Back to the future: Protocols for the 21st Century

July 30, 2013

By: Anne McCarthy

Don’t get me wrong.  I love the informality of life in the 21st Century.  I am convinced “business casual” makes me a more productive professional and a week without pantyhose is better than an extra week of vacation.

At the same time, I still hold on to the old-fashioned belief that PR professionals are the de facto standard bearers of business etiquette.  First impressions are lasting impressions.  From my perspective, I think we could all dust off or our Emily Post Handbooks and raise the bar ever so slightly.  Here are a few examples of what I would call ‘low hanging fruit:’

  1. Texting While Chewing.  Meeting face-to-face is less and less common these days.  When we do sit down for a meal, how often do we automatically approach the nicely set linen table and immediately throw down our smart phones as if we’re dealing cards at a poker table? It’s about as gauche as putting a purse on a dining table or using a toothpick in public.  How tough would it be to take a page from the past and “check our smart phones at the door” or at least agree not to text while chewing?
  2. Interlopers on Conference Calls.  Home offices are practical and logical. They are even ecological.  However, I do find it a bit inappropriate to have barking dogs competing for airtime in conference calls.  Although I must admit, the occasional bark from a Basset Hound is sometimes more interesting than some of the monologues I’ve suffered through!  Love the canines; let’s simply put the pooches in their yards or in their crates while we’re taking care of business.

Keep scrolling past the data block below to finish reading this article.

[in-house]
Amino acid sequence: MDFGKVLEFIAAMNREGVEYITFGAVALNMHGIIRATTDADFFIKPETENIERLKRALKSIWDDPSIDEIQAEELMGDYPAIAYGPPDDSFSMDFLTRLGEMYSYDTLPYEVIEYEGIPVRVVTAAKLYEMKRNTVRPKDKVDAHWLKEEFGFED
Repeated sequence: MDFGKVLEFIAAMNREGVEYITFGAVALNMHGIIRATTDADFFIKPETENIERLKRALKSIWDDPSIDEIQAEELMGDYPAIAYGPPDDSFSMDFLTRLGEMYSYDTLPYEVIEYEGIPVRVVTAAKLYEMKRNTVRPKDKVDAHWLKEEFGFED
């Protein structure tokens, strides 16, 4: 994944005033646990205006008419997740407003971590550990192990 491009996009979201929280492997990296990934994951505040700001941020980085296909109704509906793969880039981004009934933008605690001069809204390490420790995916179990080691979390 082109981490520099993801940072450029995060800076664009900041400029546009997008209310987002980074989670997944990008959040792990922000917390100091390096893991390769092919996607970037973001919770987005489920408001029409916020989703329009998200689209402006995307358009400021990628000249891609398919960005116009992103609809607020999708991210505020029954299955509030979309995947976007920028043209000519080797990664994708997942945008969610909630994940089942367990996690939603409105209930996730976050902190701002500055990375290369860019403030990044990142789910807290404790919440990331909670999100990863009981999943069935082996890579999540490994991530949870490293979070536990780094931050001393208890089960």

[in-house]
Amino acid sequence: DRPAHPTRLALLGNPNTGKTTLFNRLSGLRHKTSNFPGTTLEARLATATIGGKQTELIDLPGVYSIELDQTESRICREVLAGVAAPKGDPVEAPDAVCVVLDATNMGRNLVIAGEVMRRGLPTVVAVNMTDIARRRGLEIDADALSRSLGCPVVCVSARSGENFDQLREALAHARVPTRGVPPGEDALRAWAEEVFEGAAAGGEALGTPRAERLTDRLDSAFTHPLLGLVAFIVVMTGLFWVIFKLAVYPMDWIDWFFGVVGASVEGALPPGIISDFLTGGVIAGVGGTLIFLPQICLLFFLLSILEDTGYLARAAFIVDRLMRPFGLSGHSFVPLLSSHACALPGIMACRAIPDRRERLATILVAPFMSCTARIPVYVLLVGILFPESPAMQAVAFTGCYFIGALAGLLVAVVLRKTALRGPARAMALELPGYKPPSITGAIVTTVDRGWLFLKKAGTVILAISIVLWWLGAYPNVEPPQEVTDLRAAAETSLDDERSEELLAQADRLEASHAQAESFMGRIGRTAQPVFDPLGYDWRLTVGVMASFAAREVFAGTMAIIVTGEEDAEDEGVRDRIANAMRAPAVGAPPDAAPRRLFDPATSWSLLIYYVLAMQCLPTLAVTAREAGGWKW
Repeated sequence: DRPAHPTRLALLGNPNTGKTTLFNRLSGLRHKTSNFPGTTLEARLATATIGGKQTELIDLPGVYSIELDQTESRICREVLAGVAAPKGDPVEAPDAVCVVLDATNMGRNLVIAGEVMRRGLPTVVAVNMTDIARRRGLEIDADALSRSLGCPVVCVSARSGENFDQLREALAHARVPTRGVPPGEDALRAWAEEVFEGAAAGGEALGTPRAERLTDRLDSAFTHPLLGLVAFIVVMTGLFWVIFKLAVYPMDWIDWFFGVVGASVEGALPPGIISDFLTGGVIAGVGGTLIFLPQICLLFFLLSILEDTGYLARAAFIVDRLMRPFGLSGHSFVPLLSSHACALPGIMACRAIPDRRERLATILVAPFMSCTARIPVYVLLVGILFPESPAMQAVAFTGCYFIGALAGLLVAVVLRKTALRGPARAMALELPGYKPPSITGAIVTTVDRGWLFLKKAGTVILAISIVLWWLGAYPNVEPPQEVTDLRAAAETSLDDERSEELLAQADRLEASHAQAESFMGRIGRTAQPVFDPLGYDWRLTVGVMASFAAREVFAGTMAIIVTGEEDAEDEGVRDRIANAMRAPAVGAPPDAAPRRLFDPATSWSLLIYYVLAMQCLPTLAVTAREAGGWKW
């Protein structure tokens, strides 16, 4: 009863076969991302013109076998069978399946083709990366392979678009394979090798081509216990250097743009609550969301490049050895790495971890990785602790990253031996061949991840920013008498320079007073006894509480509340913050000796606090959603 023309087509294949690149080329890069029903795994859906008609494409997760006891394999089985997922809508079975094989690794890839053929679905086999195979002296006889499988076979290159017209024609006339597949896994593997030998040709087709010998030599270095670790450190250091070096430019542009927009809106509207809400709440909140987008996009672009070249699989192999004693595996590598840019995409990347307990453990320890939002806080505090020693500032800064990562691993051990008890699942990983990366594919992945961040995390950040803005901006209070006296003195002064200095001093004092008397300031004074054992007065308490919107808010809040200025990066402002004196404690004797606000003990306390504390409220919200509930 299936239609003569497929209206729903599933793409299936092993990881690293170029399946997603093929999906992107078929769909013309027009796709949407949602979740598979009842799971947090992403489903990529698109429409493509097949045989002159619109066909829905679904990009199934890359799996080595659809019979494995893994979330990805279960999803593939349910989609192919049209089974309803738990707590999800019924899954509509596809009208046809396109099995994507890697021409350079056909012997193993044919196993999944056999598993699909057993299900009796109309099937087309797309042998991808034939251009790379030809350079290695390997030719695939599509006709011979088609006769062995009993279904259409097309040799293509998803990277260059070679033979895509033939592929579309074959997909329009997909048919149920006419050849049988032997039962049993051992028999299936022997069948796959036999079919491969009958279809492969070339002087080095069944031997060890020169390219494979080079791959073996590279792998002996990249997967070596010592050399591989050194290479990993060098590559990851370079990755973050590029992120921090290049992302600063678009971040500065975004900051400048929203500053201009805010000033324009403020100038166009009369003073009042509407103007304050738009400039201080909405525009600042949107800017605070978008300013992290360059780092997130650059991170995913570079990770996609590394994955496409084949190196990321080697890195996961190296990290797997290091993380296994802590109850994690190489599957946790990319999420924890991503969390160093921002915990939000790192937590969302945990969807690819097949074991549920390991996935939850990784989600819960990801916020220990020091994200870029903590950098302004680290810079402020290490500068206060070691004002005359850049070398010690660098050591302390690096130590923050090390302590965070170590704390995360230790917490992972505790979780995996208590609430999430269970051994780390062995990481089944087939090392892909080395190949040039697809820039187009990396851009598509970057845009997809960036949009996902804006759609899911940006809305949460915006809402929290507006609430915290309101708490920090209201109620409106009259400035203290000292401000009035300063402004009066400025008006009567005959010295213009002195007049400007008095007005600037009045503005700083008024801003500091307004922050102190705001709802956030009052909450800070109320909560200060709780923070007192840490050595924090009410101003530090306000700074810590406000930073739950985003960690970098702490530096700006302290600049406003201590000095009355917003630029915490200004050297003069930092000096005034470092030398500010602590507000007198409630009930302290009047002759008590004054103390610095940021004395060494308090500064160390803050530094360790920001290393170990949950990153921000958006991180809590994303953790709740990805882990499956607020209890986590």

3. Mother, May I?  I think we can all agree English is now the global language of business.  William Safire, known as the “grammar nitpicker,” would probably be turning over in his grave if he were to read or listen to our content today.  Grammar, spelling and vocabulary should be as sacred to us as assets, liabilities and accurate figures are to our finance colleagues.  Proofing, spelling and editing are a demonstration of respect for those consuming our content.
  4. “When You Care to Send the Very Best.” Emails and text messages are great communications tools, but there are some “life occasions” that justify a card or a personal note.  For instance, how appropriate is it to email your sentiments to a colleague at the time of a marriage or at the time of a death? Depending on the occasion, sometimes a good, old-fashioned personal note – sent by snail mail – trumps the efficiency of a digital expression.
  5. A Potty Mouth is still a Potty Mouth.  I love the short hand that texting has afforded us.  Not sure a few of our ‘generally-accepted acronyms’ are appropriate for business correspondence.  If we are truly PC, are OMG and WTF acceptable?  My rule of thumb is don’t commit an expression to writing unless you’re willing to say it in a crowded conference room – on the floor of the United Nations!

If we practice what we preach, there is no question that we believe brands are formed by what you say and how you behave and reputations are shaped by what others say about you based on a shared perspective.   By setting the bar just a bit higher, maybe good business etiquette will become hip, serve as a point of differentiation and go viral!